Comparing the pressure of the ionised gas in the ionised boundary layer to a global estimate of the internal molecular pressure of BRCs indicates that the majority of the clouds are in pressure equilibrium. It is thus highly likely that photoionisation-induced shocks are currently propagating into these clouds, in line with the predictions of the radiative-driven implosion (RDI) models of Lefloch & Lazareff (1994) and Bertoldi (1989).

The two clouds SFO 58b and SFO 61a have the lowest ionised boundary layer pressures and are thus the most probable clouds where the interior molecular pressure could exceed the exterior ionised gas pressure. These clouds are presumably in the evolutionary phase prior to that of pressure balance between their interior and exterior (Lefloch & Lazareff 1994). In this phase the photoionisation-induced shocks are stalled at the ionised boundary of the cloud until the pressure in the ionised boundary layer rises and equilibrates with the interior molecular pressure of the cloud.

In most cases the physical properties of the ionised boundary layers are consistent with their expected ionisation from the OB stars responsible for exciting the large HII regions at the edges of which the clouds are found. Where the predicted ionising flux illuminating the clouds is greater than that derived from the observations we have shown that differences of a factor of a few can be readily explained by projection effects. For a number of clouds the predictions and observations cannot be reconciled and we suggest that there are additional ionising sources present within the HII regions. A SIMBAD database search revealed several additional OB stars but their overall contribution to the ionising flux is still insufficient to match the observations. Either the spectral types of the known stars are earlier than estimated or there are additional ionising stars located within the HII regions.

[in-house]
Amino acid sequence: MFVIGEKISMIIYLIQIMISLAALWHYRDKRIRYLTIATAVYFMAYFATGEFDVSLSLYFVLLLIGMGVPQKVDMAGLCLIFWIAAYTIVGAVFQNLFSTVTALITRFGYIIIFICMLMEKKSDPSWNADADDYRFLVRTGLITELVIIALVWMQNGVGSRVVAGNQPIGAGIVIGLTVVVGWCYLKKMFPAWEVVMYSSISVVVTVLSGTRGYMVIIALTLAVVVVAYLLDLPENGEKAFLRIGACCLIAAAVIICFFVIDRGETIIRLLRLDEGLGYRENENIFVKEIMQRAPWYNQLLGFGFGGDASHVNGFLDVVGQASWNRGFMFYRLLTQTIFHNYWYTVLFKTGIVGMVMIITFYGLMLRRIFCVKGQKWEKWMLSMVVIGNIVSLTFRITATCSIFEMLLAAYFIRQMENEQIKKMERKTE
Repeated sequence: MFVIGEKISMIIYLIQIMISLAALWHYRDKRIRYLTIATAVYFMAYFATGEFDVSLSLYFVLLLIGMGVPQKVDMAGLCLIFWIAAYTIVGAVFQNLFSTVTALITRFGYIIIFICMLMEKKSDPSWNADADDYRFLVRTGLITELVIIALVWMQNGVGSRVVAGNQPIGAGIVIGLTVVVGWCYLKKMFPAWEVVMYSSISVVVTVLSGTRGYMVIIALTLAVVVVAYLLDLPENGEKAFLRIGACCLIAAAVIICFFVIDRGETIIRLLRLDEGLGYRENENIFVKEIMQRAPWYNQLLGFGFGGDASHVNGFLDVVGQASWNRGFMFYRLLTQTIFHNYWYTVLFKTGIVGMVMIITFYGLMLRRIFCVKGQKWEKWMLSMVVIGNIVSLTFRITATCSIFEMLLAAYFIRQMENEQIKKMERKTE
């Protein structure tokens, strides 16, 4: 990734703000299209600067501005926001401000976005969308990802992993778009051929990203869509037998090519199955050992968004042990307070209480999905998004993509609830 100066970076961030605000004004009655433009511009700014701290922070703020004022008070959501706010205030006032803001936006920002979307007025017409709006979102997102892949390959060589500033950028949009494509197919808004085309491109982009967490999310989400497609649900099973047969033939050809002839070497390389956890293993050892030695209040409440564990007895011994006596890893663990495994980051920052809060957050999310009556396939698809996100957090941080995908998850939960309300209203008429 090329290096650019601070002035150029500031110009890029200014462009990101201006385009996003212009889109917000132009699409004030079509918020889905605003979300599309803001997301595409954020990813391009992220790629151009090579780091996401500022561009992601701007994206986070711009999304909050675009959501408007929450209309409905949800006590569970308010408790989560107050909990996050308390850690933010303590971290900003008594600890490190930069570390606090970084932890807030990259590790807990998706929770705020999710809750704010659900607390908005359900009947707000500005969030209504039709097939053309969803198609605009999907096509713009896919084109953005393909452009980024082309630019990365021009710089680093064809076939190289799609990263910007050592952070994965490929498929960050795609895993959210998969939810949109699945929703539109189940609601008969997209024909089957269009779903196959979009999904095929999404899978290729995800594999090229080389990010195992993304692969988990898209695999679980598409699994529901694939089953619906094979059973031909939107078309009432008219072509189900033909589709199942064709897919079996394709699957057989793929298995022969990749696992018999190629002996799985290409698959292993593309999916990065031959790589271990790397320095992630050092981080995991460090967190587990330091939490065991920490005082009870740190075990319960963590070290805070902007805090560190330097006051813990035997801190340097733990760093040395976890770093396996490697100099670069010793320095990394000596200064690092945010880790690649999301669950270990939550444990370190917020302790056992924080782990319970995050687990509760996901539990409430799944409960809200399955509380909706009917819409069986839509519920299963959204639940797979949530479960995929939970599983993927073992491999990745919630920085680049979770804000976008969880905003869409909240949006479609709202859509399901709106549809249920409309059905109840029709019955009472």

Using a multi-wavelength approach combining the radio, mid-infrared and optical data, we show that the ionising star of SFO 72 is not the O7.5 star HD 115455, as originally thought, but is more likely to be the O9.5 star HD 115071, which lies some 21$^\prime$ to the west of SFO 72. The non-detection of this cloud in the radio suggests that it is located at least 93.5 pc in the foreground of HD 115455. An embedded cluster is currently breaking free from the molecular gas at the tip of SFO 72 and from our radio upper limit we constrained the earliest star within this cluster to be B1, consistent with the observations of Herbst (1975).

The 4 embedded type 3 radio sources detected in the survey are shown to be embedded stellar clusters containing late O and early B-type stars. All of the embedded sources are indentified with infrared stellar clusters found in recent 2MASS surveys (Bica et al. 2003a,b; Dutra et al. 2003) or in 2MASS images downloaded as part of this paper (see Fig. 4). Three more BRCs are also found to be associated with stellar clusters which have either disrupted their natal molecular cloud (SFO 62) or are on the verge of breaking free from the molecular gas (SFO 72 & SFO 82b). Each of these clusters is sufficiently luminous in the far-infrared or radio to contain at least early B-type stars and thus we have shown that bright-rimmed clouds are implicated in the formation of high to intermediate mass-stars. However, further observations and modelling are required to investigate whether this star formation may have been induced by the external action of the OB star or stars ionising the bright-rimmed clouds.